But this was not the case with the Roman empire; for it first sprung up in Latium, a district of Italy, and from that spot spread itself over the whole known world; consequently, the goat was rather a horn of the Romans, than the Romans a horn of the goat. Secondly, admitting that the Roman power might be called a horn of the goat, it could by no means be styled a little horn at the time when it conquered Greece; as its power was then far greater than any one of the four kingdoms into which the empire of Alexander was divided. Thirdly, the Roman empire was mighty by its own power, that is to say, the Romans fought their own battles with the subjects of their own nation; and it is absurd to say that “his own power" must mean his power as a horn or kingdom of the goat. If the little horn signifies the Roman empire, his own power must mean the power of the Roman empire, and, the sense of the whole passage will be, The power of the Romans was mighty, but not by means of their own power; a conclusion which is totally unsupported by history, as the contrary is well known to have been the fact, for the Romans are well known to have been the finest soldiers and bravest men of their time, and consequently to have constituted the strength of the Roman empire
But though the Romans will not answer the prophetic description, “ His power shall be mighty, but not by his own power,” yet it corresponds to the Othmans in the most exact and singular manner. The great body of the military forces of the Turks were composed of Greek captives whom they educated in the art of war from their childhood, and thus became the main, and in some cases the only strength of the Othman empire. Knolles's account of the Othman government, and the constitution of the Turkish military force, is here quoted, as it is the best comment I know upon
the words of the prophecy: “ The Othoman government in this his so great an empire is altogether like the government of the master over his slave, and indeed meer tyrannical; for the Great Sultan is so absolute a lord of all things within the compass of his empire, that all his subjects and people, be they never so great, to call themselves his slaves and not his subjects; neither hath any man power over himself, much less is he lord of the house wherein he dwelleth, or of the land which he tilleth, except some few families in Constantinople, to whom some few such things were by way of reward, and upon especial favour given by Mahomet the Second, at such time as he won the same. Neither is any man in that empire so great, or yet so far in favour with the Great Sultan as that he can assure himself of his life, much less of his present fortune or state longer than it pleaseth the sultan In which so absolute a sovereignty (by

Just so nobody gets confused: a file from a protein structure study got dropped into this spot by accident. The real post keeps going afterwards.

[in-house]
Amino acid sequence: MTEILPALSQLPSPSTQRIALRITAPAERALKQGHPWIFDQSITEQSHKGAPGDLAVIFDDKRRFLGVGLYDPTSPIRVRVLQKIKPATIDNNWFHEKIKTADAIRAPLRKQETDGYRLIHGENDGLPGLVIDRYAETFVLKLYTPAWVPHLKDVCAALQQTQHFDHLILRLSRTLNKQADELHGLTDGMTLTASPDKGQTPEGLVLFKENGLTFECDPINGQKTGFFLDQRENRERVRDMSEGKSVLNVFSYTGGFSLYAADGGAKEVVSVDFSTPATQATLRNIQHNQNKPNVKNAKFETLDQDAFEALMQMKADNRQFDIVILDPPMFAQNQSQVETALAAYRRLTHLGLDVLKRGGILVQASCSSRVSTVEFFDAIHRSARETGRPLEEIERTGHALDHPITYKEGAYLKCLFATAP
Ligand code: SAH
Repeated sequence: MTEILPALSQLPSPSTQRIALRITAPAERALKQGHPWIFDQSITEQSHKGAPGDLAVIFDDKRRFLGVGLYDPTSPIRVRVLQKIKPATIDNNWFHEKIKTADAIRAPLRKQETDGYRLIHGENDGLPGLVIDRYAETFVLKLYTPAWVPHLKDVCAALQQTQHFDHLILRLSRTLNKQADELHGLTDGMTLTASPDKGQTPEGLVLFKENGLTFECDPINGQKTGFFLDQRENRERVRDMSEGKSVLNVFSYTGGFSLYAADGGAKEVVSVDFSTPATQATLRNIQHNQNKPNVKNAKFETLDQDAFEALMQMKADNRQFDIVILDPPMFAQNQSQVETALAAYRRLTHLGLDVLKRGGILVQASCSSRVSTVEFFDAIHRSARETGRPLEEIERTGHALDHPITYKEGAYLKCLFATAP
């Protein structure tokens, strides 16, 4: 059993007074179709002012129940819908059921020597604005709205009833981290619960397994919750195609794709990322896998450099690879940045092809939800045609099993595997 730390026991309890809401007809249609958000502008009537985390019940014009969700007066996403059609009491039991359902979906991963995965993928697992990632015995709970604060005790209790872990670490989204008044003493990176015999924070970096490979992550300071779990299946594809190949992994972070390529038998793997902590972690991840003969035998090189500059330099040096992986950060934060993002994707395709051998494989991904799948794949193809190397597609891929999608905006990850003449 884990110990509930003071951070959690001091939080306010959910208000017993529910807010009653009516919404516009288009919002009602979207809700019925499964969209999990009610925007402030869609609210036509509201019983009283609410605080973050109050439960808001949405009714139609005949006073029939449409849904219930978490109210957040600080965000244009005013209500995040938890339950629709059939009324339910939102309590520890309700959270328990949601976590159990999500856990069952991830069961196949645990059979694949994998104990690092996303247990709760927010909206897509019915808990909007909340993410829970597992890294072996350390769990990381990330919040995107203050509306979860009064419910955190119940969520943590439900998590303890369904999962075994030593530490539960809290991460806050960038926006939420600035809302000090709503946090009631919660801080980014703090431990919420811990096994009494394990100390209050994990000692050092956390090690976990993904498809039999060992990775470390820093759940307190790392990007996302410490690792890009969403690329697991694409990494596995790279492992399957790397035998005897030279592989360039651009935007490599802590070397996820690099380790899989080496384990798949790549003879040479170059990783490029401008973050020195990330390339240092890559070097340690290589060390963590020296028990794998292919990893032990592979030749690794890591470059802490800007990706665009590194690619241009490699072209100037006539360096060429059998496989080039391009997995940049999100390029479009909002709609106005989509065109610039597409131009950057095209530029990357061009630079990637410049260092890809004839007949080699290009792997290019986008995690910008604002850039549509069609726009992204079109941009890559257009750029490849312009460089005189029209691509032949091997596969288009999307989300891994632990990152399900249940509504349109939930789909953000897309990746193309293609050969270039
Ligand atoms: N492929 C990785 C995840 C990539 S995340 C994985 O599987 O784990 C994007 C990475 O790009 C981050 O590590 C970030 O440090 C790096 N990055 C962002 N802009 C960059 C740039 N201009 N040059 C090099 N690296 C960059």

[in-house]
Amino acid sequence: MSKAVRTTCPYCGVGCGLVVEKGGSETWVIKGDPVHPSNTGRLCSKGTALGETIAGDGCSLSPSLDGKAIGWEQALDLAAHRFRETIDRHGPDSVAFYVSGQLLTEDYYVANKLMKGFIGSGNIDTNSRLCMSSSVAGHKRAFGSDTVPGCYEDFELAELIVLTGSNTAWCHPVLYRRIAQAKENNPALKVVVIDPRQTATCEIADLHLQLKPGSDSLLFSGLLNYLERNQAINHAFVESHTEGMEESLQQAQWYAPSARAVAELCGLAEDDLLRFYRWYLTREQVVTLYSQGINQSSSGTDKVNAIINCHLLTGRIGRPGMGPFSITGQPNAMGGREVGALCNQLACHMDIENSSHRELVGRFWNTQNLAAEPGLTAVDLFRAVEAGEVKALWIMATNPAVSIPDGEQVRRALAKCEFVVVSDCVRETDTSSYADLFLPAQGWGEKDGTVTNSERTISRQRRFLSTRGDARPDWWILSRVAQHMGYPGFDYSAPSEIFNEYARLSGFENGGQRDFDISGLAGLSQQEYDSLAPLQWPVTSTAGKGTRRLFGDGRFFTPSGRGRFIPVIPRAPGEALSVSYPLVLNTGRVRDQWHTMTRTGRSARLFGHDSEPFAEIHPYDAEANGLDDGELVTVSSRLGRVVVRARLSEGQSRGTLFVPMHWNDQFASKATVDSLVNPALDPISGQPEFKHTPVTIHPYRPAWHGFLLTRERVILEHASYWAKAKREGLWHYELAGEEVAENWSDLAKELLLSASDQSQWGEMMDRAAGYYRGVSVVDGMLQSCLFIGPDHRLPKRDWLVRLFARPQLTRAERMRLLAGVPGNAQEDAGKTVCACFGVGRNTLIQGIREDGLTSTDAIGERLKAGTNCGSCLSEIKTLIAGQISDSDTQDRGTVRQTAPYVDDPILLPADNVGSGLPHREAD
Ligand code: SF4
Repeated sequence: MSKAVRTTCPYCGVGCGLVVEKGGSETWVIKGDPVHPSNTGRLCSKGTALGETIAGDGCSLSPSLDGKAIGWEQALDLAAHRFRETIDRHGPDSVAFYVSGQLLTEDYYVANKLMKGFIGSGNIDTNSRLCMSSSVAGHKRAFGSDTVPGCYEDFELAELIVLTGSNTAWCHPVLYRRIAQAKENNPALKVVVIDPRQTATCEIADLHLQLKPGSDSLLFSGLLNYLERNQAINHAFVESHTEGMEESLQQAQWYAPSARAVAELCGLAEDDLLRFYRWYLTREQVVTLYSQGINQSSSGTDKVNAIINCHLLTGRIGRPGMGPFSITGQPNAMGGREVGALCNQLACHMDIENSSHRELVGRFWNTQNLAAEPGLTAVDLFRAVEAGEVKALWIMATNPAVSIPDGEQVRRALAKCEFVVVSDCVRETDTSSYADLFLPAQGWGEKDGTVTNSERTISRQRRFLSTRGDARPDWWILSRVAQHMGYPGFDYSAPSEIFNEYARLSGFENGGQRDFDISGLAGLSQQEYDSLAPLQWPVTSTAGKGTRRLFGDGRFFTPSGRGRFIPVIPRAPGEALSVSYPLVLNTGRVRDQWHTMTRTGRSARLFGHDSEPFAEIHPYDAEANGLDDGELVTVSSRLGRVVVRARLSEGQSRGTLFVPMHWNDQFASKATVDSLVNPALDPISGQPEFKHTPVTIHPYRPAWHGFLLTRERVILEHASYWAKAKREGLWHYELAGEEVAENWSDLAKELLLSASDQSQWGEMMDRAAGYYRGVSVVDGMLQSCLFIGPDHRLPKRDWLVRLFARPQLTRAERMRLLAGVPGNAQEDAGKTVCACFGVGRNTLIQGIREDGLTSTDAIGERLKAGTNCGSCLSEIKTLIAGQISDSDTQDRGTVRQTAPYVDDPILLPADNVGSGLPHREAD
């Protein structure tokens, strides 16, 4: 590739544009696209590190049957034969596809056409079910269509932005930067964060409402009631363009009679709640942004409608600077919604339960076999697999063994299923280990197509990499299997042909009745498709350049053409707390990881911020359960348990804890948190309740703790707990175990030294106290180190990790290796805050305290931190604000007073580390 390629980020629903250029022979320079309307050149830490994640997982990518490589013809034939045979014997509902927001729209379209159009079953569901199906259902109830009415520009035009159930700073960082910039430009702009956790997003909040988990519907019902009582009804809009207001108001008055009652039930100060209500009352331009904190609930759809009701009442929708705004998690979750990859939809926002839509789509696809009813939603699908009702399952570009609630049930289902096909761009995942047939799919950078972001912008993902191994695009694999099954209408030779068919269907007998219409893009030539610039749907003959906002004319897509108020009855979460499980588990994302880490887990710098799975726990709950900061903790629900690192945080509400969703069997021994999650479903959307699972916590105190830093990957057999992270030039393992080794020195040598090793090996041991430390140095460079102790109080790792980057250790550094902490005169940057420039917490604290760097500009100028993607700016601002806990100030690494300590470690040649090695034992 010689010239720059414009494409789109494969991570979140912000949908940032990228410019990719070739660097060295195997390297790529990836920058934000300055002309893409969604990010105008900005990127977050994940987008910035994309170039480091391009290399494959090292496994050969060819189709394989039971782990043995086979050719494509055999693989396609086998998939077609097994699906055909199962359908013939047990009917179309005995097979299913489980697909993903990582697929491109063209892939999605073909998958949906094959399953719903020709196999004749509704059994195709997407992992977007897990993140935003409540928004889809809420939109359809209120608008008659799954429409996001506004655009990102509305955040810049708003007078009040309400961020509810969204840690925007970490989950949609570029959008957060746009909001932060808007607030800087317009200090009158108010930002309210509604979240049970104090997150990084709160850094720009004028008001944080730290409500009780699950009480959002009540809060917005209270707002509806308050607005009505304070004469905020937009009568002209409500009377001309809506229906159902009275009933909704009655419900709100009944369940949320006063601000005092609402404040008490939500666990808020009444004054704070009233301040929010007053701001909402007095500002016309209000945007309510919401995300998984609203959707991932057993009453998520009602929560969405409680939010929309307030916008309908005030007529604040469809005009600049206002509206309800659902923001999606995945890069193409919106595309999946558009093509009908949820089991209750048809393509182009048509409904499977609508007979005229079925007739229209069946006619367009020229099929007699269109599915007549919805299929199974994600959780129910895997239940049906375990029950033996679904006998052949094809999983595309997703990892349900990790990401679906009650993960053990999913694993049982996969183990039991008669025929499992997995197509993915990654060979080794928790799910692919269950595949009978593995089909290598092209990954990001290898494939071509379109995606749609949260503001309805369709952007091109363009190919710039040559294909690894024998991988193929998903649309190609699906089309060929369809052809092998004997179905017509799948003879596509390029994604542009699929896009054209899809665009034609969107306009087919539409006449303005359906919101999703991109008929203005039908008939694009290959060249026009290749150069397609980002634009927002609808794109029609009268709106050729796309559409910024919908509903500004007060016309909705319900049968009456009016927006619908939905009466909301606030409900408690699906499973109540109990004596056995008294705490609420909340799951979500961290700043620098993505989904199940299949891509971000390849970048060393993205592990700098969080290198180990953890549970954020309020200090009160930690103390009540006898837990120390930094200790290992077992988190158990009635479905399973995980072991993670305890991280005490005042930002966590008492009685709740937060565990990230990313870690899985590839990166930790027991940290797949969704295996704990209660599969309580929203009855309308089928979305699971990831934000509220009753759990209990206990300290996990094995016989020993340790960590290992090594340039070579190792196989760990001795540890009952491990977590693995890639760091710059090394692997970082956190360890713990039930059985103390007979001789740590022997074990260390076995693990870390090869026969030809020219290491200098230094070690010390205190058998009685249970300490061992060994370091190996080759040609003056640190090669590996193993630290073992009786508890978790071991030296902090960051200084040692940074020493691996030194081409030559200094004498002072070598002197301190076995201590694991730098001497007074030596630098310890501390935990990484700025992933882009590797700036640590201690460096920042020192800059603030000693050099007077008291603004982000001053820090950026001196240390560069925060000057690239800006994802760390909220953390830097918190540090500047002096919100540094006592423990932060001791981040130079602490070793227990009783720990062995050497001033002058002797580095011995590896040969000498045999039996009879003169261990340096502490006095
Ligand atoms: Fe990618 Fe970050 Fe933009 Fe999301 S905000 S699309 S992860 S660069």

any freeborn people not to be endured) the tyrant preserveth himself by two most especial means; first by taking off all arms from his natural sube jects; and then by putting the same and all things else concerning the state and government thereof into the hands of the apostata, or renegade Christians, whom for the most part every third, fourth, or fifth year, (or oftner, if his need so require) he taketh in their childhood, from their miserable parents, as his tenths or tribute children; whereby he gaineth two great commodities : First, for that in so doing he spoileth the provinces he most feareth, of the flower, sinews, and strength of the people, choice being still made of the strongest youths, and fittest for war; then, for that with these, as with his own creatures, he armeth himself, and by them assureth his state; for they, in their childhood, taken from their parents laps, and delivered in charge to one or other appointed for that purpose, quickly, and before they are aware, become Mahometans; and so no more acknowledging father or mother, depend wholly on the Great Sultan; who, to make use of them, both feeds them and fosters them, at whose hands only they look for all things, and whom alone they thank for all. Of which fry, so taken from their Christian parents, (the only seminary of his wars;) some become horsemen, some footmen, and so in time the greatest commanders of his state and empire, next unto himself; the natural Turks, in the mean time, giving themselves wholly unto the trade of merchandize, and other